Felipe Perrone blog: Water Polo by the Sea

A water polo event reached a 3.7 million audience in 2016. Belgrade 2016? No. Which event was able to attract such an audience?

This February I turned 30 and its my 13th year as a professional water polo player and 23rd year which I have dedicated to this sport. During these years I have played in Brazil, Spain, Italy and currently in Croatia. I also took part in events and tournaments around the world, where I was lucky to share these experiences with local water polo communities. One of things all theses places had in common is the concern regarding the development of our sport. Therefore I decided to share in this post to what I consider to be a great example of how to promote our sport. The event which reached a 3.7 million audience was Waterpolo by the Sea, an initiative of former Australian national waterpolo team captain Thomas Whalan, held in Sydney, Australia. This event, organized in a country where water polo is not a traditional sport, is for sure a sign of hope for our sport.

I think it’s only fair that he explains this true miracle, having in mind the common issue of growth of audience in every water polo event around the world. This goal is crucial for professional development of water polo, which directly affects my job and the rest of the water polo community as well as the ones dreaming of being part of it.


What follows are some questions answered by Thomas Whalan, which will hopefully serve as inspiration and help us to understand some of the reasons why certain events are successful and others are not, no matter where they take place.

Thomas, first all of all, thank you very much for answering the questions. Can you explain what is Water Polo by the Sea?

The event is designed to promote the sport of water polo as far and as wide as possible outside of the traditional water polo community. In Australia and across the world there are so many spectacular pools by or in the sea or as was the case with the recent Sydney Harbour event we just created a 'pool' in the harbour. These locations make for a spectacular setting for any event but in particular water polo; locations where when added with the unique sport of water polo I knew would mean images and video footage would travel across Australia and around the world.

With the addition of some marketing and PR in promoting the amazing product that is water polo (incredibly skilled, tough and fit athletes wrestling wearing nothing but swimming costumes and funny looking caps) we added the social element by creating a unique event with music, exclusive hospitality options and celebrities and access to the players to create an event where with limited tickets it created very strong demand and sponsors have recognised that too.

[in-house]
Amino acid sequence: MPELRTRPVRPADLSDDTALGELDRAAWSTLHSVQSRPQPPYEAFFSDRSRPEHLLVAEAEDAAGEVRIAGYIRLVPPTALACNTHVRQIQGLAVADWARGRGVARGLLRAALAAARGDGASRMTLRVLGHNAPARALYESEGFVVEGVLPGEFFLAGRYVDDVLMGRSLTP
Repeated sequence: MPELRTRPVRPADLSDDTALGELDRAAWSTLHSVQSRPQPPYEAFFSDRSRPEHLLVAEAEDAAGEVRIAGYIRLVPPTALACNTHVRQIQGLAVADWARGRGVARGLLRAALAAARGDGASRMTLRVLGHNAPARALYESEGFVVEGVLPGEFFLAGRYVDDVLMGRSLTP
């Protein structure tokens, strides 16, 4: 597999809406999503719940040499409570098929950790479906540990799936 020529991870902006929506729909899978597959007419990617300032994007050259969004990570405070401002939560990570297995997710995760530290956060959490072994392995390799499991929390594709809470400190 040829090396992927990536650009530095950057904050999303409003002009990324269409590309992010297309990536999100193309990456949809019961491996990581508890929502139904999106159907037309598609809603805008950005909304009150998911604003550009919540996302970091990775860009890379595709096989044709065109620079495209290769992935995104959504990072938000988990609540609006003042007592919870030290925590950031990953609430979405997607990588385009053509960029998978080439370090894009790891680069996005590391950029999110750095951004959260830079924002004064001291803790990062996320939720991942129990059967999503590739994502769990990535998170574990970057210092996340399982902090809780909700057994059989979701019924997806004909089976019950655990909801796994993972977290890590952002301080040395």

What do you consider the key points for the success of this event?

- Marketing the fitness, toughness, skillfulness and basically 'good looking' elements of water polo players;
- spectacular and unique locations held in summer;
- music, celebrities and investing in PR outside of traditional sporting circles.
- combining all of the above to create an event experience for fans and showing off the best elements of our sport.  

I believe the secret to the success of water polo going forward is investing in marketing our athletes and creating summer events with a social element for a true crowd experience. Gone are the days that sports can rely on the purity of the game to gain new fans; we have to take the game to the fans and create a relevant experience for fans which means we are competing not just with other sports, but with entertainment in general and peoples time so we need to create memorable experiences for the fans.

Any suggestions on developing events?

I have fond memories playing in the Spanish, Italian and European Leagues and experienced amazing crowds on occasions for all three but really wished these were held in summer as I truly believe this would unlock a huge supporter base who want to enjoy water polo in outdoor locations and with all of the benefits of summer. It’s really difficult for many clubs to entice fans every week to an indoor pool and create water polo by the sea style experiences during winter. In Australia we have the National League during summer and clubs are now recognising the potential of Water Polo by the Sea style events for their crowds and we're trying to have every club host at least one major 'event' during the National League which promotes the game further.

Some final observations…

Water Polo athletes need to be treated as but also act like professional athletes. The clubs and national bodies have a responsibility to remunerate and/or promote their athletes and in return water polo athletes need to see themselves as equal to the football super stars in terms of how they present themselves to junior athletes, fans, sponsors and the media. All the way from the basics of a team wearing team uniform and looking like a unified professional unit to how they present themselves at every opportunity in public and to the media. A large part of the success of Water Polo by the Sea depends on presenting the athletes as professional stars who are paid big salaries in Europe and act as such. Where it falls down is when athletes turn up to the pool or media call with thongs or hotel towels as a small example. I started to understand this later in my playing career but see it as a large area we can all improve on across the water polo world.

Congratulations on the success of Water polo by the sea, and thank you for showing us how a personal initiative is capable of having a huge impact on the promotion of our sport.

 Share this